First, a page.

Lastly, we have become a very close knit group of friends. The faith and dedication of my people humble and inspire me. I am looking forward to making new friends in the future who are interested in making the Divine Liturgy the best they can!
  • Thanks so much for the encouragement, Barnabus! I just saw your other post and I'm excited you have more members now. I've been reaching out to quite a few people, so maybe I'll have a few more next time.

    So are you still playing organ, or are you doing everything a cappella now? I am wanting to do the antiphons unaccompanied so I can direct, but I'm not sure if my singers are confident enough to do that yet. So I guess we'll just see how that goes. If I could get a couple of really confident singers thay would help.
  • I'm directing the Propers, but accompanying the Ordinary. We're doing Mass VIII, and we've been doing it for most of the year (except for Mass XI during Lent). We'll learn Mass XII for Advent this year, and my priest is happy with three Mass settings during the year. He feels that it is better to have organ accompaniment when the congregation is encouraged to sing. I (kinda) agree with him on this. If I had my ideal, I would have the organ only for preludes, interludes, and postludes. I do admit that it helps the congregation sing with more confidence (those who want to sing in the first place).

    I forgot to mention that I am also cantor for my schola and I sing with them during their responses. I don't know if you're doing that, but it might help them build some confidence for their parts.
  • Sounds cool. We are using Mass XVIII for Advent and Lent, and the parish already knows it so we can do it unaccompanied. I agree with what you say about the organ, though. I love unaccompanied chant for the Mass. We chant the Creed in English but use the organ to try and get people to sing. Someday i want to try it unaccompanied, though.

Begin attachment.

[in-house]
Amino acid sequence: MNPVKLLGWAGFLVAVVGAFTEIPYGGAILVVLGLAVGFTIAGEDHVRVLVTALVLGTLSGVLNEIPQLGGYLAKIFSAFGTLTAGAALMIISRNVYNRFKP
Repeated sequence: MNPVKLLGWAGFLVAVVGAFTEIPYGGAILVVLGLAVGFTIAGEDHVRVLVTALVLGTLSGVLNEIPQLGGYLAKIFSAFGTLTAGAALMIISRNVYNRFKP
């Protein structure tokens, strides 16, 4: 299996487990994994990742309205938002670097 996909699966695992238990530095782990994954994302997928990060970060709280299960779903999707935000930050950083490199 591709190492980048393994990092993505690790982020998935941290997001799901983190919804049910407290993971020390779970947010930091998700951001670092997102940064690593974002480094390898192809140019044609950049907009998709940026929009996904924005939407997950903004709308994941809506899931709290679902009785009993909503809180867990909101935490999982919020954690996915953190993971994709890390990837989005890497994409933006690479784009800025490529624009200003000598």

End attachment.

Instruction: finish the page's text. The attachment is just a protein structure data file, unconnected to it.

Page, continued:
I've contacted close to 40 people from my parish to get them to join, but I've only gotten a couple of maybes. I hope all this work pays off eventually, because I'm feeling discouraged.
  • RedPop4
    Posts: 24
    I pray you guys are having success. I use Rice's Simple Choral Gradual a great deal, but not every week. As of now, I am only "allowed" to sing the Communion. I use other versions too, here and there, however, S.C.G. more often than others. IF we have time and I am prepared ahead, we sometimes use his Choral Missal but those are a bit longer and a bit more difficult.

    All that to say that the propers from the S.C.G. sound good even with one part not present. Sometimes that's the alto, most times it's the bass line. I sing tenor and it sounds really good with just melody and tenor.
  • It is refreshing to read that I am not alone in these struggles with a small schola at an under-resourced parish. I started a schola (and entire music program) from scratch about three years ago, and we've fluctuated variously from four to eight people on a given Sunday over the years. Currently (due to changes in the lives of a few members) we're sitting at four (including me, who also plays the organ), which has been hard for me because last year we finally got to the point of being able to sing three-part polyphony fairly well. This year we've had to resort mostly to two-part stuff. The core has become very comfortable with full Gregorian propers though, which is great to see. All in all, music and liturgy have improved 200% over the years, but I wish I had even just one or two more competent/confident singers. It would make all the difference.
  • Jeffrey Quick
    Posts: 1,643
    It's amusing to read my description of my schola from 5.5 years ago. I can reassure you that it DOES get better.